Thursday, October 2, 2008

Wig Out!


By Tarell Alvin McRaney. Dir. by Tina Landau. Vineyard Theater. (CLOSED)

Tarell Alvin McCraney's much-anticipated follow-up to last year's Brothers Size is a backstager set in the world of Harlem drag balls. Some critics were captivated by the show's flashy design and its outsider portraiture, though a fair amount of them felt that it functioned better as spectacle than play--and some not even so well at that.

Talkin' Broadway A
(Matthew Murray) Forget European cultural capitals: It's the Vineyard Theatre that's currently on fire. The blaze is one caused by the sparks emitted from Tarell Alvin McCraney's smart and scorching new play Wig Out!, a piercing and oddly poetic look at the drag underworld and the glamorous balls that make it respectable.

The New York Times A
(Ben Brantley) Though its centerpiece is a competitive drag ball, and it features the expected extravagant clothes and lip-synching routines, Wig Out! is not a cross-dressing revue or comedy of the sort familiar to downtown audiences. Instead it is a thorough and original anatomy of an alternative universe.

Theatermania A'
(Dan Balcazo) McCraney's vibrant and innovative new play Wig Out!...has got style to spare, especially in this bold production by director Tina Landau...But despite all of the spectacle, at the core of the play is a focus on storytelling...The script is particularly compelling in its nuanced treatment of various aspects of gay sexuality, which both reinforces and subverts traditional notions of masculinity and femininity.

Bloomberg News B+
(Jeremy Gerard) A charming if raunchy fairy tale...brims with feeling and empathy for the drag queens and the men who use, deceive and ultimately love them...The first act has its longueurs, not to mention a certain retro-gay sensibility; McCraney owes a debt to path breakers including Harvey Fierstein and Mart Crowley. McCraney's voice is his own, however, and it's utterly original.

(Michael Kuchwara) The story may at times slip into soap opera, but Wig Out!...brims with attitude and extravagance. And attitude and extravagance, the fiercer the better, is what you want in a tale of competing drag houses and the rivalry that exists between the female impersonators in each camp...Yet the new work still feels unfinished. Another look by the playwright at its shaky dramatic structure might work wonders.

NJ Star-Ledger B
(Michael Sommers) Not much of a play, frankly, but certainly one fabulous show, thanks to fierce performances and director Tina Landau's extremely stylish staging...Despite a glossary of drag slang printed in the program, cultural subtleties are not really articulated in the text and probably lost on uninitiated viewers...Certain performers are better actors than others, but every one is a star.

Curtain Up B
(Elyse Sommer) It's all eye-poppingly lively...It's not until the second act, however, when the backstage business segues into an actual Ball, that everything begins to make sense and engages us at least somewhat emotionally as well as visually.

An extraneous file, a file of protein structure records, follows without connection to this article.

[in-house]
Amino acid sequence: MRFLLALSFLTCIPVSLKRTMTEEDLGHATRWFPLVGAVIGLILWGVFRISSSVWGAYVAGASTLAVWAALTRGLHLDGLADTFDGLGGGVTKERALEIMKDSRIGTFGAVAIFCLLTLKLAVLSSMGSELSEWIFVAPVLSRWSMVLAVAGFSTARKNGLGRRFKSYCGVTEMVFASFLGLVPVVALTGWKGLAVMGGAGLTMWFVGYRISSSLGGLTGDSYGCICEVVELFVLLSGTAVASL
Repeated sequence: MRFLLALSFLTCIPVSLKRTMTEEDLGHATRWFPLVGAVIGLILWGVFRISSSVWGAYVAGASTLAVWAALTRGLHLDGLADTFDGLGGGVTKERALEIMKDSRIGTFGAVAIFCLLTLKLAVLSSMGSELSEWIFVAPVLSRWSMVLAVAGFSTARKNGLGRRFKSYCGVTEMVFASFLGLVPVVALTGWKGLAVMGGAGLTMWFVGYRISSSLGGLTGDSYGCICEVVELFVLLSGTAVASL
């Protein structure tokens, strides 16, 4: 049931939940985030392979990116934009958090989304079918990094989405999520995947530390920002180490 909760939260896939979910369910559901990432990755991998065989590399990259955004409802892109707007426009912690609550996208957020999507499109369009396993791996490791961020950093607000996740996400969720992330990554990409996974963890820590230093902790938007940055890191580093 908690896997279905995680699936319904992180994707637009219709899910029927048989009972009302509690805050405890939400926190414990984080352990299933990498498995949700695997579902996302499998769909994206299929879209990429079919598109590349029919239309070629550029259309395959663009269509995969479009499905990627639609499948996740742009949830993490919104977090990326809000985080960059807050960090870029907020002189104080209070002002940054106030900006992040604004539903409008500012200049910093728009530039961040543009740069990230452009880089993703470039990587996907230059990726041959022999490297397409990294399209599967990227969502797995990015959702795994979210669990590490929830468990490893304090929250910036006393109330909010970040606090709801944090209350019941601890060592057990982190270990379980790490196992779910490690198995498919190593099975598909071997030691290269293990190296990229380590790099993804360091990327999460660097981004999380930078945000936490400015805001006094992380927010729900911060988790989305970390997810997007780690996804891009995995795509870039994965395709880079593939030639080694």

That Sounds Cool B-
(Aaron Riccio) In his NY debut, Tarell Alvin McCraney brough an African rhythm to an urban life, turning a familiar tale into epic poetry; in his latest work, Wig Out!, he breathes a sassy glamour and turns a few linguistic tricks for the house ball scene, a world of drag competitions (read: not racing). The subject matter, like the language, is very pretty, but the dresses are on manniquins, so unless you're already into, say, Project Runway and drag queens, the show's a confusing jumble of interesting acts without any big idea.

Variety C+
(Mark Blankenship) Wig Out! is a fierce drag show, but it's wobbly theater. Set in the world of drag houses, where gay and transgender folks compete for trophies at elaborate balls, the show sizzles with style, turning out better production numbers than many Broadway musicals. However, since playwright Tarell Alvin McCraney and director Tina Landau don't give the spectacle a coherent story, the cast of dressed-up divas has no place to go.

Daily News C
(Joe Dziemianowicz) All the glitter and even fine acting can't hide the bald patches and dramatic sketchiness. McCraney's play is a stock backstage soap opera.

Time Out NY C
(Adam Feldman) In [The Brothers Size], McCraney effectively married a presentational style to a folklore-inflected African family drama. But that same style seems flat and collegiate when applied to the vibrant world of competitive drag-queen balls. Paris Is Burning without the fire, Wig Out! is woefully superficial; it gives good face, but falls short on realness.

Village Voice C-
(Alexis Soloski) Wigs are fabulous. Sadly, Wig Out! is not...McCraney has a cheerful and ready-made plot, the sort of 'putting the team together' motif that drives so many sports movies. But plot doesn't interest him particularly here, nor does character...Tina Landau, a director of rather more substance than style, can't reconcile the dialogue-heavy scenes with the surrounding pageantry.

Newsday C-
(Linda Winer) In 1990, the documentary Paris Is Burning brilliantly captured the passion and the poignancy in the so-called drag 'houses,' where runaways and runways found comfort and competition in dress-up balls. Tarrell Alvin McCraney...has returned to that scene ambitious production but a disappointing surreal soaper that, for all its gender-bending extravagant multicultural fluidity, has little style or compelling point of view.

Talkin' Broadway A 13; The New York Times A 13; Theatermania A 13; AP B 10; Bloomberg News B+ 11; NJ Star-Ledger B 10; Curtain Up B 10; TSC B- 9; Variety C+ 8; Daily News C 7; Time Out NY C 7; Village Voice C- 6; Newsday C- 6; TOTAL: 123 / 12 = 10.3 (B)

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